Verse 29: “And if you are Christ’s, then you are Abraham’s offspring, heirs according to promise.” What is this business about being “Abraham’s offspring”? If we go back to the Old Testament, we see in Genesis 12, and repeated several times thereafter, that the Lord God made a covenant with Abraham, a covenant of blessing. God made a promise. He committed himself to Abraham and his descendants, his offspring, to bless them. Which he did. And now, in Christ, the ultimate offspring of Abraham, in whom all the nations of the earth are blessed–now we too come into the blessing, because we have been joined to Christ.
That makes us heirs. We are heirs, receiving as our inheritance all the blessings promised to Abraham. To Abraham was promised that the Lord would make of him a great nation. As heirs of that promise, we receive membership in the kingdom of God. To Abraham was promised God’s perpetual blessing and protection. So God blesses us with every blessing in Christ, and he guards and protects us from all evil. The Lord promised to make Abraham a blessing to others. And so we Christians are called to be God’s channel of blessing to those around us. To Abraham and his offspring was given the Promised Land. And so Christ will lead us into the Promised Land of heaven, to inherit God’s gift of eternal life. All this is our inheritance, dear friends, and we have just scratched the surface.
Chapter 4. We’ve already talked about the minor child being under the supervision of a guardian. So let’s move ahead to verses 4 and 5, which read: “But when the fullness of time had come, God sent forth his Son, born of woman, born under the law, to redeem those who were under the law, so that we might receive adoption as sons.” Wow! What a beautiful passage this is! “When the fullness of time had come”: At just the right time in history, looking at it from God’s perspective. “God sent forth his Son”: This is talking about the incarnation of Christ, God sending his eternal Son into the world, in human flesh.
“Born of woman”: Born of the virgin Mary, in fact, that little baby Jesus was, born in the cattle stall in Bethlehem. “Born under the law”: Jesus was born a Jew, and he kept the law of Moses perfectly, even from infancy. Circumcised on the eighth day, presented in the temple on the fortieth day, Jesus fulfilled the law, the whole thing–the ceremonial law of Israel, the moral law of the Ten Commandments. Jesus did everything the law requires. He loved God with his whole heart. He loved his neighbor as himself. In other words, everything we fall short at, Jesus fulfilled. And he did it on our behalf.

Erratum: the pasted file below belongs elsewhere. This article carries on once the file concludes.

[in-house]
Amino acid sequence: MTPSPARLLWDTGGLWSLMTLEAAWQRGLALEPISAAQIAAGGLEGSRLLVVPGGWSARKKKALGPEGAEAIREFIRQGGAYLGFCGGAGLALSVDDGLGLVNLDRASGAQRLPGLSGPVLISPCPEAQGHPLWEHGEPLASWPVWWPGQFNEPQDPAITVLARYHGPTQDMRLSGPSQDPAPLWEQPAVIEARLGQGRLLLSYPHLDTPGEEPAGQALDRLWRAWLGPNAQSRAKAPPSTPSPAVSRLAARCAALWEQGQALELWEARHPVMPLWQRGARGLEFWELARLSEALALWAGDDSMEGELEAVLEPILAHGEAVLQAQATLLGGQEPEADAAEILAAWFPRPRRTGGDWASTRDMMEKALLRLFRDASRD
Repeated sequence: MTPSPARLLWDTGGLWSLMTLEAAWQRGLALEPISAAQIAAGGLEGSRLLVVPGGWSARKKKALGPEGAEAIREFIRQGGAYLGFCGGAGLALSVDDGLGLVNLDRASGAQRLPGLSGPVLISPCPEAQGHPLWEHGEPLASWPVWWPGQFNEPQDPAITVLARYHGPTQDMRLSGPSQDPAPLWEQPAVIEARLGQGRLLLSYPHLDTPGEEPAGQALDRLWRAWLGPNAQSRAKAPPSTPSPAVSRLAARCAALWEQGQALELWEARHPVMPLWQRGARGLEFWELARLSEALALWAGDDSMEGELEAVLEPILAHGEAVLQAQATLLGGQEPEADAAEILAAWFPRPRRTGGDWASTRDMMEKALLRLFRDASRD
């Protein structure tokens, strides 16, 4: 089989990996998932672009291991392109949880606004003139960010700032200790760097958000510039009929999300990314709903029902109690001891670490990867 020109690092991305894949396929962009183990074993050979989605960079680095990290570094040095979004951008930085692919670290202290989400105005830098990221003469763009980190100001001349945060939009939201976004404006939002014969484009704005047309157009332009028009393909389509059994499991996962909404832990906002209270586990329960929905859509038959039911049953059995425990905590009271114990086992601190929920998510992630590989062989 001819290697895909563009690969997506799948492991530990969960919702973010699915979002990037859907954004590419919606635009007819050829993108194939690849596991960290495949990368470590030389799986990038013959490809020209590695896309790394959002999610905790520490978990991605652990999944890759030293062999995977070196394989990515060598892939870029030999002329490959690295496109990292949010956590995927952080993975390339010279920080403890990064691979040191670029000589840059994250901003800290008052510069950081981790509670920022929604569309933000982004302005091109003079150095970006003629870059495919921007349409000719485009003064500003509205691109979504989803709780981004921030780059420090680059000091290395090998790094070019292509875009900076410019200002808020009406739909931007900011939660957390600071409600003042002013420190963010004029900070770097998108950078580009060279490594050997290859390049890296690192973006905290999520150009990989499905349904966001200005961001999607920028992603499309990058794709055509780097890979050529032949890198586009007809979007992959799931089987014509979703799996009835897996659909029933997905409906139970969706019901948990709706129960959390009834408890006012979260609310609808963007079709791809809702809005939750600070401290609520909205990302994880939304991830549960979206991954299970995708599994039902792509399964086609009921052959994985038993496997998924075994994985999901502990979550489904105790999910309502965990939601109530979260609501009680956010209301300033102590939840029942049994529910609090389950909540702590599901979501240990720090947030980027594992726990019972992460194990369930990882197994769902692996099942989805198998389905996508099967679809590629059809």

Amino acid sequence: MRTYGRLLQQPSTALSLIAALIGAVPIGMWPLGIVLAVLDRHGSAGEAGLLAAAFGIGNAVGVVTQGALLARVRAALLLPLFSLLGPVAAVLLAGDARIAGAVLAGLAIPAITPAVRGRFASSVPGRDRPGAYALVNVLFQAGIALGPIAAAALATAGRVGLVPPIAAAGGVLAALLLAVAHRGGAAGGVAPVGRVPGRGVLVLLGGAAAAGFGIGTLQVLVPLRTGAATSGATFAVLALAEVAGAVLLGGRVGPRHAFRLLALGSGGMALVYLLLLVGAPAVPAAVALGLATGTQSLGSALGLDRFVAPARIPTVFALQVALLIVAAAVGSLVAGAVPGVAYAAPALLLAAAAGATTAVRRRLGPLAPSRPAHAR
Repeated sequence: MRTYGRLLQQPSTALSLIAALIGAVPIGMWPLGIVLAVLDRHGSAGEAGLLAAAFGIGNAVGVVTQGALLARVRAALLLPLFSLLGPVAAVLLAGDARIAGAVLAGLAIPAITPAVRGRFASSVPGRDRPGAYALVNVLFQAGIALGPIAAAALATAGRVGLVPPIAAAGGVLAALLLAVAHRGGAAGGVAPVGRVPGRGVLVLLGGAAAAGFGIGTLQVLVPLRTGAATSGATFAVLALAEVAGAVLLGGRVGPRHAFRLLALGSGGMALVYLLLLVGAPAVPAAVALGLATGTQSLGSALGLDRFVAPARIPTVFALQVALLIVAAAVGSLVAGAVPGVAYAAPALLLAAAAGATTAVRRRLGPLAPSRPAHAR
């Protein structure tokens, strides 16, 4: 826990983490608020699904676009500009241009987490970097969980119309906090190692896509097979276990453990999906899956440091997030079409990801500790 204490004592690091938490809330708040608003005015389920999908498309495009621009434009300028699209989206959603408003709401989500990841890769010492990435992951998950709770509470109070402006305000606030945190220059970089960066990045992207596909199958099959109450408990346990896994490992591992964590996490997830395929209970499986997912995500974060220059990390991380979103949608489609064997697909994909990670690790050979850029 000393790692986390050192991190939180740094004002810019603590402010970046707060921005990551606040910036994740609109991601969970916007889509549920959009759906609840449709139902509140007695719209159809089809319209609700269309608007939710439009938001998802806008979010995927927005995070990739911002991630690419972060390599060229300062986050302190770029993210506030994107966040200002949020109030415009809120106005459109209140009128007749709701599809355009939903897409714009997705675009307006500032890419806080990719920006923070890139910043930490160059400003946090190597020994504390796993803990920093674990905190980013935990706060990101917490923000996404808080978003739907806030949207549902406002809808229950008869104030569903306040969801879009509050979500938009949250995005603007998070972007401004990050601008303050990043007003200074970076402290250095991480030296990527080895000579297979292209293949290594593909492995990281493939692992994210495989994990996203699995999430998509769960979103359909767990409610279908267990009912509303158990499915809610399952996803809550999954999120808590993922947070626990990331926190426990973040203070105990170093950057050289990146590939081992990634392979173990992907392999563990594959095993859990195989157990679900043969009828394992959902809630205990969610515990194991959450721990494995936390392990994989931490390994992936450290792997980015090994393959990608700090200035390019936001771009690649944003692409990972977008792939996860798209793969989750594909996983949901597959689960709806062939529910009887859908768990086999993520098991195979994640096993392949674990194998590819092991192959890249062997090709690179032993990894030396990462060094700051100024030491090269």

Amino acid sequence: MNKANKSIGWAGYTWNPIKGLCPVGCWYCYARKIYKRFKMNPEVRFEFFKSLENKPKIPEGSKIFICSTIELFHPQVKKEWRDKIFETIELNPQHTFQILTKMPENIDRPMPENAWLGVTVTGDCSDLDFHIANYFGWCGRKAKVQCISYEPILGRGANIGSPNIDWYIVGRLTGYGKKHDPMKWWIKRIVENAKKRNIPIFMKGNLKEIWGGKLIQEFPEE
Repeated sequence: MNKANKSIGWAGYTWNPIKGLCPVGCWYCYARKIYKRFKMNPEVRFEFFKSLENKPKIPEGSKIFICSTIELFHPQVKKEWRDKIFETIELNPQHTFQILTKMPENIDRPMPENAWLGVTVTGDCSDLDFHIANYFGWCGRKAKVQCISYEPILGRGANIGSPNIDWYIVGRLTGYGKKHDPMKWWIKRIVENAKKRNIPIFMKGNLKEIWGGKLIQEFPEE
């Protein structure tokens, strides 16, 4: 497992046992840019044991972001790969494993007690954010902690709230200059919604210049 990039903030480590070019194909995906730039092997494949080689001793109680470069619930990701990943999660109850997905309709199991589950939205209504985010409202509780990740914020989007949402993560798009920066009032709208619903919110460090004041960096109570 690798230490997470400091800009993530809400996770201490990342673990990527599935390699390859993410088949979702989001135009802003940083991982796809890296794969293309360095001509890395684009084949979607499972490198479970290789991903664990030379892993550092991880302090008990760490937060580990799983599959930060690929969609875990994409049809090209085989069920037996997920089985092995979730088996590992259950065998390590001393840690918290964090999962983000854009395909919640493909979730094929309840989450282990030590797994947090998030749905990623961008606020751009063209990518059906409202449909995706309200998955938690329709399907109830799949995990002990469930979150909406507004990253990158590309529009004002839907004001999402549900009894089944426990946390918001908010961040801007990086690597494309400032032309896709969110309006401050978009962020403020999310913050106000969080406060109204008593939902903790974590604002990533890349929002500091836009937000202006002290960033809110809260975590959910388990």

What’s more, Jesus then took the punishment that the law requires, even though he didn’t deserve it. We did, but he took it–in our place, on the cross. Death, under God’s judgment. Now that judgment is lifted from us. Christ took it away. You are forgiven. Your sin is not held against you. As Paul says, God sent his Son “to redeem those who were under the law.” You and I are redeemed. We have been set free from what stood against us and the judgment that hung over us.
To what end? “So that we might receive adoption as sons.” Over 100 years ago, a young man came over on the boat from Sweden and landed in America. His name was Karl Henriksson, although at Ellis Island it got Americanized a bit to “Charles Henrickson.” He settled in Chicago, where he met another Swedish immigrant, a young woman, and they got married. After a while, it became clear that they weren’t able to have any children of their own. So they decided to adopt. At an orphanage in Chicago, there was a little baby boy there who had been put up for adoption for reasons you could probably guess. If Mr. and Mrs. Henrickson had not adopted him, who knows what direction that child’s life would have taken? But the Henricksons did adopt him. He became their son, my father did, a well loved son, a full member of the Henrickson family, with everything that came with that. And I am here today, a Christian, a pastor, honored to bear the name Charles Henrickson, because that little orphan boy back in Chicago received adoption as a son. I can tell you that even in the human realm, it’s a wonderful thing when someone with nothing is adopted into full sonship in a loving family. How much more so when we are adopted into God’s family, the church.
Verse 6: “And because you are sons, God has sent the Spirit of his Son into our hearts, crying, ‘Abba! Father!’” “Abba”: No, we’ve moved on from Sweden. We’re not talking about a singing group from the ’70s. When we say “Abba,” we’re talking about the intimate access we have now to call upon God as our dear Father. “Abba” is the Aramaic equivalent of a little child saying “Papa” or “Daddy.” That’s how warm and personal this relationship is now that we have as God’s children. Jesus even teaches us to call upon God in prayer as “Our Father,” and to trust in our Father as the one who cares for his children and their needs more than he cares for the beautifully clothed flowers or the well-provided birds. What a joy it is to know that we are children of the heavenly Father!
And so Paul concludes: “So you are no longer a slave, but a son, and if a son, then an heir through God.” Sons and heirs, that’s who we are. No longer slaves or outsiders, now we are part of God’s family, insiders. We have a bundle full of promises and blessings, and they are all ours in Christ, and it will take an eternity to enjoy them. All you who are baptized, all you who trust in Christ–you, dear ones–your status has changed. You are sons and heirs.